Equally clearly, the local authorities which fired that shot across the bows of the Home Secretary are complaining, primarily, about an enormous influx of people into certain already crowded boroughs. It is the weight of numbers, primarily, that is the problem, in terms of housing, health, education and social services — not nationality (although that, of course, will have its own deleterious effect). And here we have an interesting conundrum. We were told that the British economy needed an influx of cheap foreign labour from the former ‘Eastern’ (now ‘Central’) Europe. It was an argument that I never swallowed, not because I hate Poles or Slovaks but for perfectly rational economic reasons which are now beginning to glimmer through. A 6 per cent increase in the council charge is the first of many levies we will have to pay for our gastarbeiter. But I digress.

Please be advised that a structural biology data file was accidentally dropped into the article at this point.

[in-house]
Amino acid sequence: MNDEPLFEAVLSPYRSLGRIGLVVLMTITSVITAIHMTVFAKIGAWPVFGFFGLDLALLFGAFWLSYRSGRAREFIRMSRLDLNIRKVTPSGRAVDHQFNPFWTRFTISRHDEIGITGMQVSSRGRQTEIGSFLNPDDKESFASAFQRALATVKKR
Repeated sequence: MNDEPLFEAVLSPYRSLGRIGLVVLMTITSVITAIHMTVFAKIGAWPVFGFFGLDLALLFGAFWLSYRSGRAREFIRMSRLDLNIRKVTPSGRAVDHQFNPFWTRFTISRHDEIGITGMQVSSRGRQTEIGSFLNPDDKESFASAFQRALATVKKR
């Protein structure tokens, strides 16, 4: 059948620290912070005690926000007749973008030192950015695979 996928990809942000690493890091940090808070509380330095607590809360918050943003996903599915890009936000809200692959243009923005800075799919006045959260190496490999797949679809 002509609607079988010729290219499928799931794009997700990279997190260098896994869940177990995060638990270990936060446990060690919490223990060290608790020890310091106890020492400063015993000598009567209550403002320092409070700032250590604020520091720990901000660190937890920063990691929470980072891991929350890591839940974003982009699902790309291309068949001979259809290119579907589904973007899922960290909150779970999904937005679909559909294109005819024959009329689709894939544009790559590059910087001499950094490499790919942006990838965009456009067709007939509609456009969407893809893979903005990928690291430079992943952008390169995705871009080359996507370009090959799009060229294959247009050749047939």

If you live in the south-east of England you will already be familiar with the iniquities imposed by overpopulation: the railway network which collapses under the weight of numbers, making rush hour a misery and almost every hour a rush hour; the waiting list for treatment at your local hospital; the bulging school rolls; the field that was once a pleasant place to stroll through or for the kids to play in but which is now covered in densely packed Barratt Homes, each with a disabled access ramp and a placebo of a garden — eight square foot of nothing; the incessant angry growl of traffic during the day, the eerily pale mauve night sky, deprived of its right to darkness by the street lights; the queues everywhere, for everything. There are the side effects, too, that you may not have noticed, or may not have put down to increasing population density. You cannot water your garden because there is not enough of the stuff to go around (and there will be even less when Prescott has paved the M11 corridor and east Kent). There is the strange re-occurrence of TB in our inner cities. Just recently the University of Ulster published a paper in the British Journal of Nursing which suggested that overcrowding in specialist hospitals (in England) might be responsible for the prevalence of MRSA. And there are those softer, more ephemeral iniquities; the lack of community in your town, caused by an endlessly transitory population and the sense of alienation which this engenders; the loss of habitat for our indigenous wildlife.